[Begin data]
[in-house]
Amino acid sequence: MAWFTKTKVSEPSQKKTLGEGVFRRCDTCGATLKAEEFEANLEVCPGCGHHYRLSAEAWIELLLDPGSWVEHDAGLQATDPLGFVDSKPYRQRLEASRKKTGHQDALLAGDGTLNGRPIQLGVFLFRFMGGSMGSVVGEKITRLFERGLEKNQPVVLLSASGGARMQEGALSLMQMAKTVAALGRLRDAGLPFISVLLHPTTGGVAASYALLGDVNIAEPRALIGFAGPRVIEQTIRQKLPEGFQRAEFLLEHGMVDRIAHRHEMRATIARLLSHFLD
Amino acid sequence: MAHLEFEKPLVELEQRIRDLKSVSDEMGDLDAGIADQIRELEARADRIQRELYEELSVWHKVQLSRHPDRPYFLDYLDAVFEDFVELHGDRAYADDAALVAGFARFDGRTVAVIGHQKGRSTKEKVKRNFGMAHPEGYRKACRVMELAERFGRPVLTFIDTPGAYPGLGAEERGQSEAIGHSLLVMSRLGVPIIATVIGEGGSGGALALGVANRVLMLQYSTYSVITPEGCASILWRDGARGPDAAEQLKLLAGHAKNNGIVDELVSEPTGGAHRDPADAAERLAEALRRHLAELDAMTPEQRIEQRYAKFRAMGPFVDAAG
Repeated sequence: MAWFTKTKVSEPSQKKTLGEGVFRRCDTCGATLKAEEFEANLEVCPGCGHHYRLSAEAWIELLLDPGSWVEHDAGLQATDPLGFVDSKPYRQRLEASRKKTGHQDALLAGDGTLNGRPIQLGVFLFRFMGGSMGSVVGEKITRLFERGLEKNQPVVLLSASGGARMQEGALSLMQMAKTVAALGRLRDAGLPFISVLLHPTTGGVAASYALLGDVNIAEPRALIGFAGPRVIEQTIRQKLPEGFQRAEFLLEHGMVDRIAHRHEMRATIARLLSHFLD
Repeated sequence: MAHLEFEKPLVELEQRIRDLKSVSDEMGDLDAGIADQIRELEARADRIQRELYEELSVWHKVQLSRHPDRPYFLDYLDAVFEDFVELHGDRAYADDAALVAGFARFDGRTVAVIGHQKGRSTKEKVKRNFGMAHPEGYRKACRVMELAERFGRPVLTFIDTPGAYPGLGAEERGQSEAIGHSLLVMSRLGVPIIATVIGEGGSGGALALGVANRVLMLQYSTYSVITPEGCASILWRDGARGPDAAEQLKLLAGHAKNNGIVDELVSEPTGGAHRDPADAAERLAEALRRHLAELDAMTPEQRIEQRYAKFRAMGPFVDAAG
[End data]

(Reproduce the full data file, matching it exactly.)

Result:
[in-house]
Amino acid sequence: MAWFTKTKVSEPSQKKTLGEGVFRRCDTCGATLKAEEFEANLEVCPGCGHHYRLSAEAWIELLLDPGSWVEHDAGLQATDPLGFVDSKPYRQRLEASRKKTGHQDALLAGDGTLNGRPIQLGVFLFRFMGGSMGSVVGEKITRLFERGLEKNQPVVLLSASGGARMQEGALSLMQMAKTVAALGRLRDAGLPFISVLLHPTTGGVAASYALLGDVNIAEPRALIGFAGPRVIEQTIRQKLPEGFQRAEFLLEHGMVDRIAHRHEMRATIARLLSHFLD
Amino acid sequence: MAHLEFEKPLVELEQRIRDLKSVSDEMGDLDAGIADQIRELEARADRIQRELYEELSVWHKVQLSRHPDRPYFLDYLDAVFEDFVELHGDRAYADDAALVAGFARFDGRTVAVIGHQKGRSTKEKVKRNFGMAHPEGYRKACRVMELAERFGRPVLTFIDTPGAYPGLGAEERGQSEAIGHSLLVMSRLGVPIIATVIGEGGSGGALALGVANRVLMLQYSTYSVITPEGCASILWRDGARGPDAAEQLKLLAGHAKNNGIVDELVSEPTGGAHRDPADAAERLAEALRRHLAELDAMTPEQRIEQRYAKFRAMGPFVDAAG
Repeated sequence: MAWFTKTKVSEPSQKKTLGEGVFRRCDTCGATLKAEEFEANLEVCPGCGHHYRLSAEAWIELLLDPGSWVEHDAGLQATDPLGFVDSKPYRQRLEASRKKTGHQDALLAGDGTLNGRPIQLGVFLFRFMGGSMGSVVGEKITRLFERGLEKNQPVVLLSASGGARMQEGALSLMQMAKTVAALGRLRDAGLPFISVLLHPTTGGVAASYALLGDVNIAEPRALIGFAGPRVIEQTIRQKLPEGFQRAEFLLEHGMVDRIAHRHEMRATIARLLSHFLD
Repeated sequence: MAHLEFEKPLVELEQRIRDLKSVSDEMGDLDAGIADQIRELEARADRIQRELYEELSVWHKVQLSRHPDRPYFLDYLDAVFEDFVELHGDRAYADDAALVAGFARFDGRTVAVIGHQKGRSTKEKVKRNFGMAHPEGYRKACRVMELAERFGRPVLTFIDTPGAYPGLGAEERGQSEAIGHSLLVMSRLGVPIIATVIGEGGSGGALALGVANRVLMLQYSTYSVITPEGCASILWRDGARGPDAAEQLKLLAGHAKNNGIVDELVSEPTGGAHRDPADAAERLAEALRRHLAELDAMTPEQRIEQRYAKFRAMGPFVDAAG